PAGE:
Chinese telecoms maker Huawei has criticised negative comments by the Australian government, ahead of an expected decision to ban the company from participating in building out the country’s 5G networks.
Australian government figures commented that Huawei could be banned from the country’s 5G networks over national security concerns.
The restrictions on Huawei in Australia follow others in the UK and the US and a broader rise in controls on international trade worldwide.
In an open letter to Australian members of Parliament, Huawei said the government’s concerns are “ill informed and not based on facts”.
It pointed out that Huawei is Australia’s largest wireless technology provider and said half of all Australians use the company’s products for their daily communications usage on the Vodafone, Optus, and TPG networks.
Huawei’s hardware has been incorporated within the national security frameworks of Germany, the UK, Spain, Canada, New Zealand and Italy, according to the letter from Huawei Australia’s board.
The company offered to set up an evaluation centre enabling the government to carry out security testing on its hardware, something that has led to 5G deals in the UK, Canada and New Zealand, the letter says.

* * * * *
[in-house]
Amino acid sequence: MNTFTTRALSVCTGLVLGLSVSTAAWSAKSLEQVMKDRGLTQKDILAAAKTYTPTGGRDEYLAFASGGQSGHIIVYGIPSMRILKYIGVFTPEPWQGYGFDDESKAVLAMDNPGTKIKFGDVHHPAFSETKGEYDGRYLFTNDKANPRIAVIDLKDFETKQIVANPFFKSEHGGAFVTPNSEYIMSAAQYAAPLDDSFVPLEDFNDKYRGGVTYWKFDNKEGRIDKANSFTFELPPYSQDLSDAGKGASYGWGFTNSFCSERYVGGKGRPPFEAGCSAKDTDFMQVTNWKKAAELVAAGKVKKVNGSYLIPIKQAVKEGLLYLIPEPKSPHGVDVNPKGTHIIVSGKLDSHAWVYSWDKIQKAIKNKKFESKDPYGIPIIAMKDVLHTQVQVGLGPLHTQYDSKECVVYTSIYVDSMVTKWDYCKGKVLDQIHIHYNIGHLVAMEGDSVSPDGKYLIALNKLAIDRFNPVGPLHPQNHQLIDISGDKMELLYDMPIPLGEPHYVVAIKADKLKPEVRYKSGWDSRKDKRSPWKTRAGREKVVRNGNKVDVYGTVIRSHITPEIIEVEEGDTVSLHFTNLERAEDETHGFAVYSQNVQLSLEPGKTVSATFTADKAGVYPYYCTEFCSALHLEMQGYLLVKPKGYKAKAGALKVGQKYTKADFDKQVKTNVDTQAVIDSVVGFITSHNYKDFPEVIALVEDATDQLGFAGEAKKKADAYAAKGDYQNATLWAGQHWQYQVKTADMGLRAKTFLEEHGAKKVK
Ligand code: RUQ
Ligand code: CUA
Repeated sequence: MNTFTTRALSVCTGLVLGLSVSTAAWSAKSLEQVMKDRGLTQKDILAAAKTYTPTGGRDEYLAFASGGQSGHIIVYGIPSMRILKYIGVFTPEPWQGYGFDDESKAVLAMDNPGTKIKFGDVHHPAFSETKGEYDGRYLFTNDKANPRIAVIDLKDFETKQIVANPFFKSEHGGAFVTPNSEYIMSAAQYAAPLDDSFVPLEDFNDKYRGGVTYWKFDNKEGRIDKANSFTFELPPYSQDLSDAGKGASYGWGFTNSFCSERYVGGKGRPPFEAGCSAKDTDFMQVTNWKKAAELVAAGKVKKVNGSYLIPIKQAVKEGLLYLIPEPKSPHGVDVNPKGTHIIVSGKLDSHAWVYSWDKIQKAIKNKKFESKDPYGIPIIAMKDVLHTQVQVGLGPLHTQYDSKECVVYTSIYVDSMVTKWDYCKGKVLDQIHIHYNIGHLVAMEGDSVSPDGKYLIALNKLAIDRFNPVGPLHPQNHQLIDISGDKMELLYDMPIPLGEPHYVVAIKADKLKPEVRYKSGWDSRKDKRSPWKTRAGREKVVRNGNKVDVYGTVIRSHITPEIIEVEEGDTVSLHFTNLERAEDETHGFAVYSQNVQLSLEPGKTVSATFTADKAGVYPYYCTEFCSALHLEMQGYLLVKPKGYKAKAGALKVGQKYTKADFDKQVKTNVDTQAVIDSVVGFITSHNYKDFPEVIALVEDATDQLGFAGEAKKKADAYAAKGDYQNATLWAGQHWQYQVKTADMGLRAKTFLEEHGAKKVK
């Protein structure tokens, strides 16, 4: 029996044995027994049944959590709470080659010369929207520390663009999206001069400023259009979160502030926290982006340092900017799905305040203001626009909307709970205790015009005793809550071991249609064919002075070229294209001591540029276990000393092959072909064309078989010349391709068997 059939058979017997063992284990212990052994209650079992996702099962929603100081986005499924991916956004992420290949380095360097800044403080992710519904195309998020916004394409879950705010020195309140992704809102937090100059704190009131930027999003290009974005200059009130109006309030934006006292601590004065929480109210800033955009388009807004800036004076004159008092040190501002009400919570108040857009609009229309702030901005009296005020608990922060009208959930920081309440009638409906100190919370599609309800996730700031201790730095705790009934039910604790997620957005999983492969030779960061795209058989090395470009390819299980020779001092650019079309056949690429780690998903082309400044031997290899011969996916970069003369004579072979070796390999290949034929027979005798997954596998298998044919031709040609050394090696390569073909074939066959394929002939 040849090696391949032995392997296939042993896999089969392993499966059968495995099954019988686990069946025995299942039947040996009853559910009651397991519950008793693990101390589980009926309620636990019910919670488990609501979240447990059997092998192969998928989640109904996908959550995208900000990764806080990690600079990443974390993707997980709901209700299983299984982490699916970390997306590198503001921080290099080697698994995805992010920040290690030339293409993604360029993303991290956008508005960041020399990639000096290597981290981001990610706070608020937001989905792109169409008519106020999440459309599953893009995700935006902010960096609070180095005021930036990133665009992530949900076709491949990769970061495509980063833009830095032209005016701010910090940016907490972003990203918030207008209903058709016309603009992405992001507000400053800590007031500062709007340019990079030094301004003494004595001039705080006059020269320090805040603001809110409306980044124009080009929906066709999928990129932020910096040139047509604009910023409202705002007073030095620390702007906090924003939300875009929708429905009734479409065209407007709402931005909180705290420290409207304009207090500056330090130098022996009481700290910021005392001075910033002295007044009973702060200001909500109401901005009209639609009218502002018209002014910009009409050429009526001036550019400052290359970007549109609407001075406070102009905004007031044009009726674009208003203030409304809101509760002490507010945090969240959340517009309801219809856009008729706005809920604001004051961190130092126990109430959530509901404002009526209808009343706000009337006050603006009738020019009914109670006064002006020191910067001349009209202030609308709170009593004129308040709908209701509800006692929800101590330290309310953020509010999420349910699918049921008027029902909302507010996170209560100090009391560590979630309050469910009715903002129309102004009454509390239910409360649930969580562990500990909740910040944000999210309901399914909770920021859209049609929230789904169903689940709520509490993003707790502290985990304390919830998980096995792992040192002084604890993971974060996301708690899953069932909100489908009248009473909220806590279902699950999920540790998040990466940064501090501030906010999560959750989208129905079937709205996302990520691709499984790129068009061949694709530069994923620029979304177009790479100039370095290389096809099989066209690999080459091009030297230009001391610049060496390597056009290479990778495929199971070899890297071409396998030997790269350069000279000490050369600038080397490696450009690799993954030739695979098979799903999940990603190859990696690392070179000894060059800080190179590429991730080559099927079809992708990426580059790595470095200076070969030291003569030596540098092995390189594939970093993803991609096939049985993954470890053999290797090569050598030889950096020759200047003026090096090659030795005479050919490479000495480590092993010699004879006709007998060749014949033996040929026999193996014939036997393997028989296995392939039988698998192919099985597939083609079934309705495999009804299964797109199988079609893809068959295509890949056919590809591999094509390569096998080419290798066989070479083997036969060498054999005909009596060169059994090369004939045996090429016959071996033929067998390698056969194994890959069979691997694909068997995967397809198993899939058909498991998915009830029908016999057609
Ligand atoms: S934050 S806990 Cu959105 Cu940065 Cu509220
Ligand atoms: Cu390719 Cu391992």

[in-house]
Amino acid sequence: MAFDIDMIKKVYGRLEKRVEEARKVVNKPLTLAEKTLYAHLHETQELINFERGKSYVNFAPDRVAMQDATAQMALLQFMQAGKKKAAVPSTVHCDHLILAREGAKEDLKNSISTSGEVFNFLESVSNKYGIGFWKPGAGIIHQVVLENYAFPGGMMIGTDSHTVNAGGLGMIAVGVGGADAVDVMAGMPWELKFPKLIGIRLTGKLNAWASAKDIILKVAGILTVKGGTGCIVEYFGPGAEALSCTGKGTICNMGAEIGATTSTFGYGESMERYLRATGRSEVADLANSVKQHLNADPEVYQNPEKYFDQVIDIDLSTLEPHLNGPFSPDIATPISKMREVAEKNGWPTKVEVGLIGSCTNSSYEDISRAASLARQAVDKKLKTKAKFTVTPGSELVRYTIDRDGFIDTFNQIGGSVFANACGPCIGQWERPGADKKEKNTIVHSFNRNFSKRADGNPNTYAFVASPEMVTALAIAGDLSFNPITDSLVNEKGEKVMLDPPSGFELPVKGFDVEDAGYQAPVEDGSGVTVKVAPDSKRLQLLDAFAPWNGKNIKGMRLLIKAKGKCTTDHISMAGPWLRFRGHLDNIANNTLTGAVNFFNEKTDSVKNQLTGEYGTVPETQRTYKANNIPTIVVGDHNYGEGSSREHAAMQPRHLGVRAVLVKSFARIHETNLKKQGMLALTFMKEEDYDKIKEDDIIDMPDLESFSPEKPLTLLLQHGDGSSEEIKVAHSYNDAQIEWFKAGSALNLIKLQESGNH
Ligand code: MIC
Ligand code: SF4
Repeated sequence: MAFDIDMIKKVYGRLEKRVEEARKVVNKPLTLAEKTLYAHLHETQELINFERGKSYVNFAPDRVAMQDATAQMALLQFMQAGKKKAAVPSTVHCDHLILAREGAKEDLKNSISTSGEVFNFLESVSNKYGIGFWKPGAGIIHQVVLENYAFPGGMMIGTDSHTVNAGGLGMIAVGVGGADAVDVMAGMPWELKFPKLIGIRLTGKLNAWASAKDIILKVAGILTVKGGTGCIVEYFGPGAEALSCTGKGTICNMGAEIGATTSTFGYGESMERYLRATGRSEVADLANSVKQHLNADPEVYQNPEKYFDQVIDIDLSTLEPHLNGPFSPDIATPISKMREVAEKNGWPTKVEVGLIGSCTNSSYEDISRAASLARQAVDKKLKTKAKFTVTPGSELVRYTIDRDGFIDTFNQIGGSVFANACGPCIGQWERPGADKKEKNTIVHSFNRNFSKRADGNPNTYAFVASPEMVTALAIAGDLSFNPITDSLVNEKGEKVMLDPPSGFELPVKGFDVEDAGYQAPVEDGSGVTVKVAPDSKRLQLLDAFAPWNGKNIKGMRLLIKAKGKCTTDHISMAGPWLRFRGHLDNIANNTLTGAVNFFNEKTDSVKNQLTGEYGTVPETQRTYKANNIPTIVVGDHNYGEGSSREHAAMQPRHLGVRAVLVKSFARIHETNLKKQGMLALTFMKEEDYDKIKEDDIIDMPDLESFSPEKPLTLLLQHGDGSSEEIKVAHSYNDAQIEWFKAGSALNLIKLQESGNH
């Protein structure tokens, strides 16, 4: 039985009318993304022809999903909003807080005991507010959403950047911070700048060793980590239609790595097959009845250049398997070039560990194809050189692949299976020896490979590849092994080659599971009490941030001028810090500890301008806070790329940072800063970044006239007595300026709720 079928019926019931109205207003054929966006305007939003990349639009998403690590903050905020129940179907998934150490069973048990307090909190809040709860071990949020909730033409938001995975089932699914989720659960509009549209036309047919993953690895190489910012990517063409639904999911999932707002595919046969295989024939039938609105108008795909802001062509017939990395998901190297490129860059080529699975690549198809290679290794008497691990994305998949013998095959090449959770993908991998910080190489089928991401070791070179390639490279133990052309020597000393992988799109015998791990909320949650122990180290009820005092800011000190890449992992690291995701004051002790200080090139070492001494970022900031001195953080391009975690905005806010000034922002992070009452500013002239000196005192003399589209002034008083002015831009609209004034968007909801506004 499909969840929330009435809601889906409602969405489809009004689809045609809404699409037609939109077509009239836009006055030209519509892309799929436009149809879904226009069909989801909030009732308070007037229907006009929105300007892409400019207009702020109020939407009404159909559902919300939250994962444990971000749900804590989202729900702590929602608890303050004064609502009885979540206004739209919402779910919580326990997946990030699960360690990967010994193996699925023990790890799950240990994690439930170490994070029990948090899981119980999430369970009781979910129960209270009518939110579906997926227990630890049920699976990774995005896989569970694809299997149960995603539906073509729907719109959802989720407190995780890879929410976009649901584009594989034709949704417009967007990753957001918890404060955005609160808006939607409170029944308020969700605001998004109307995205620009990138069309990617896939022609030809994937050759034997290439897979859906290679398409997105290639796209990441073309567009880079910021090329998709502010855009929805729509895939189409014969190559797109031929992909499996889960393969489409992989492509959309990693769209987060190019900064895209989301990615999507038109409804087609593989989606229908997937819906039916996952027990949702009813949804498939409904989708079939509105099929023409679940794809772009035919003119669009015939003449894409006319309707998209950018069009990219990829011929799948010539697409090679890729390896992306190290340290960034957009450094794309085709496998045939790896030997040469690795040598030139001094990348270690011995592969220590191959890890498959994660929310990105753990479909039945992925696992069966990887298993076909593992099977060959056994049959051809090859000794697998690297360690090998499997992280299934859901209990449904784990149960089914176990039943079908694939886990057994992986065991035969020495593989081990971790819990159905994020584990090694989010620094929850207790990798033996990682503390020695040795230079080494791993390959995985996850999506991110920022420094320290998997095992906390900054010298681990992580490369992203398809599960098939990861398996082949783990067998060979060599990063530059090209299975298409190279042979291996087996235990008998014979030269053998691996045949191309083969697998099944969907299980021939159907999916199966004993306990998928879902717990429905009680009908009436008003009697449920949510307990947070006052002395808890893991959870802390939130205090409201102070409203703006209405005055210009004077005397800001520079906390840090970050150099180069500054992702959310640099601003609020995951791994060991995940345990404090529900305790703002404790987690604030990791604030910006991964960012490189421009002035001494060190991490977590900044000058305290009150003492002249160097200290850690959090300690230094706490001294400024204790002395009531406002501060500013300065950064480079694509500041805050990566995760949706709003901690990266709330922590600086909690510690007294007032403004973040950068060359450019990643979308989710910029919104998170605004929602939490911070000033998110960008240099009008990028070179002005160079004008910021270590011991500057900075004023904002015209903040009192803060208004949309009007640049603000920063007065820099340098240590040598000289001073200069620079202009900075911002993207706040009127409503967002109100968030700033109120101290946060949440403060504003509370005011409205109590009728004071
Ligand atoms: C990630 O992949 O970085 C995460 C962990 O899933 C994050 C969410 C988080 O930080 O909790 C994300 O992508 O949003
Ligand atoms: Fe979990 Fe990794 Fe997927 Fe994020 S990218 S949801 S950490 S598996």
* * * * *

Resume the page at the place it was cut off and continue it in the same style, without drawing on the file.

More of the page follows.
Last week by Australia’s shadow minister for defence Richard Marles spoke approvingly of a Huawei 5G ban, citing a 2012 ban imposed by the then-Labour government that prevented Huawei from bidding on the National Broadband Network (NBN) on national security grounds.
Earlier this year Australia decided to use millions in foreign aid funding rather than allow Huawei to build a high-speed subsea cable between Australia, Papua New Guinea and the Solomon Islands.
Huawei notably faces restrictions in the US, where it is effectively banned from selling equipment and smartphones due to security fears.
Ironically, the Shenzhen-based firm was founded in 1987 in order to curb China’s dependence at the time on equipment supplied by overseas companies.
It is now the world’s largest telecoms equipment manufacturer, and the second-largest smartphone maker after Apple.
The comments by Huawei follow a move by Russian security software maker Kaspersky Lab to cease all collaboration with European organisations following a European Parliament motion that labelled its software as “malicious”.
The accusation was “untrue” and showed a “distinct lack of respect”, Kaspersky said.
On 13 June the European Parliament adopted a cyber-security defence motion citing the “unprecedented threat” of state-sponsored hacking, and calling for a review of hardware and software used in its institutions to eliminate “potentially dangerous programmes and devices”.
The measure calls for a ban on programs and equipment “confirmed as malicious”, naming only one software firm, Kaspersky Lab.
The UK and the US have recently taken measures to remove Kaspersky software from government systems and to restrict its sales to consumers.
Kaspersky founder Eugene Kaspersky said in a statement the company would stop working with agencies such as Europol until it receives “official clarification” from the European Parliament about the motion.
“We have showed time and again that we disclose cyber-threats regardless of origin and author, even to our own detriment,” Kaspersky said.
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